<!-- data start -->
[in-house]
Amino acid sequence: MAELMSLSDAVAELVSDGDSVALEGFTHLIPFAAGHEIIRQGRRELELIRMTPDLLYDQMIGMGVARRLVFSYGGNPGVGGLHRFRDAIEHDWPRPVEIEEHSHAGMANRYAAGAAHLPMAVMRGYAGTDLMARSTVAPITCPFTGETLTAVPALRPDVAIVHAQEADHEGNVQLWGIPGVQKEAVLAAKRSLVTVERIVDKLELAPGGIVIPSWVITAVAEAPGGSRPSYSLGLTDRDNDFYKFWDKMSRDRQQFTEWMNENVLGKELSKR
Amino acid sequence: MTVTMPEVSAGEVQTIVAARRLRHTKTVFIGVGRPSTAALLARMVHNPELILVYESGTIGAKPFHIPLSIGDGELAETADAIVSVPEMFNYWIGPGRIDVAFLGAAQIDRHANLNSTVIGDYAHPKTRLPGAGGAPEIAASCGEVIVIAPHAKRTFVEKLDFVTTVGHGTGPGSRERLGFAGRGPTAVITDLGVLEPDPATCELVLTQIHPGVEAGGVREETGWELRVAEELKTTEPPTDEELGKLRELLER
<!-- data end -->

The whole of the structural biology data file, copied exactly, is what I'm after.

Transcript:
[in-house]
Amino acid sequence: MAELMSLSDAVAELVSDGDSVALEGFTHLIPFAAGHEIIRQGRRELELIRMTPDLLYDQMIGMGVARRLVFSYGGNPGVGGLHRFRDAIEHDWPRPVEIEEHSHAGMANRYAAGAAHLPMAVMRGYAGTDLMARSTVAPITCPFTGETLTAVPALRPDVAIVHAQEADHEGNVQLWGIPGVQKEAVLAAKRSLVTVERIVDKLELAPGGIVIPSWVITAVAEAPGGSRPSYSLGLTDRDNDFYKFWDKMSRDRQQFTEWMNENVLGKELSKR
Amino acid sequence: MTVTMPEVSAGEVQTIVAARRLRHTKTVFIGVGRPSTAALLARMVHNPELILVYESGTIGAKPFHIPLSIGDGELAETADAIVSVPEMFNYWIGPGRIDVAFLGAAQIDRHANLNSTVIGDYAHPKTRLPGAGGAPEIAASCGEVIVIAPHAKRTFVEKLDFVTTVGHGTGPGSRERLGFAGRGPTAVITDLGVLEPDPATCELVLTQIHPGVEAGGVREETGWELRVAEELKTTEPPTDEELGKLRELLER